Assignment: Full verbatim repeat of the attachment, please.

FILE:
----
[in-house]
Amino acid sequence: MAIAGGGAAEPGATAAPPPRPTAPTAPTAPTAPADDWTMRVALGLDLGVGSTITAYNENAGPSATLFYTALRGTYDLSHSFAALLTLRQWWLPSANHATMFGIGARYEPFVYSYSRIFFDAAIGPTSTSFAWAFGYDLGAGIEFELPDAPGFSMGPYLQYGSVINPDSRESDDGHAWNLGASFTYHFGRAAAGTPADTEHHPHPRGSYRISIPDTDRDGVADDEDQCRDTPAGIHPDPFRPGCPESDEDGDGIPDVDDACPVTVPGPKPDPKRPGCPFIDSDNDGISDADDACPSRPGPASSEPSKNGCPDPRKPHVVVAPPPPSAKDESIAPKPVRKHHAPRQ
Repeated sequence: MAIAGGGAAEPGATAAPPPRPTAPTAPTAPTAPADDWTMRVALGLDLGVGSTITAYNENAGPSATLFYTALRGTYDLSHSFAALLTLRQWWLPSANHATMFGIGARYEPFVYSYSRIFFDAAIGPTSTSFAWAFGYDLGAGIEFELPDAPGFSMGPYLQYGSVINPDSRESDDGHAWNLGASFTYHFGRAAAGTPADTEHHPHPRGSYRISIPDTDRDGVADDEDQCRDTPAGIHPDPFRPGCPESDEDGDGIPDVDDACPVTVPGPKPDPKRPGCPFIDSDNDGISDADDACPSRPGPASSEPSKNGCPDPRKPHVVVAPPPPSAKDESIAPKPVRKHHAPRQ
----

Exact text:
[in-house]
Amino acid sequence: MAIAGGGAAEPGATAAPPPRPTAPTAPTAPTAPADDWTMRVALGLDLGVGSTITAYNENAGPSATLFYTALRGTYDLSHSFAALLTLRQWWLPSANHATMFGIGARYEPFVYSYSRIFFDAAIGPTSTSFAWAFGYDLGAGIEFELPDAPGFSMGPYLQYGSVINPDSRESDDGHAWNLGASFTYHFGRAAAGTPADTEHHPHPRGSYRISIPDTDRDGVADDEDQCRDTPAGIHPDPFRPGCPESDEDGDGIPDVDDACPVTVPGPKPDPKRPGCPFIDSDNDGISDADDACPSRPGPASSEPSKNGCPDPRKPHVVVAPPPPSAKDESIAPKPVRKHHAPRQ
Repeated sequence: MAIAGGGAAEPGATAAPPPRPTAPTAPTAPTAPADDWTMRVALGLDLGVGSTITAYNENAGPSATLFYTALRGTYDLSHSFAALLTLRQWWLPSANHATMFGIGARYEPFVYSYSRIFFDAAIGPTSTSFAWAFGYDLGAGIEFELPDAPGFSMGPYLQYGSVINPDSRESDDGHAWNLGASFTYHFGRAAAGTPADTEHHPHPRGSYRISIPDTDRDGVADDEDQCRDTPAGIHPDPFRPGCPESDEDGDGIPDVDDACPVTVPGPKPDPKRPGCPFIDSDNDGISDADDACPSRPGPASSEPSKNGCPDPRKPHVVVAPPPPSAKDESIAPKPVRKHHAPRQ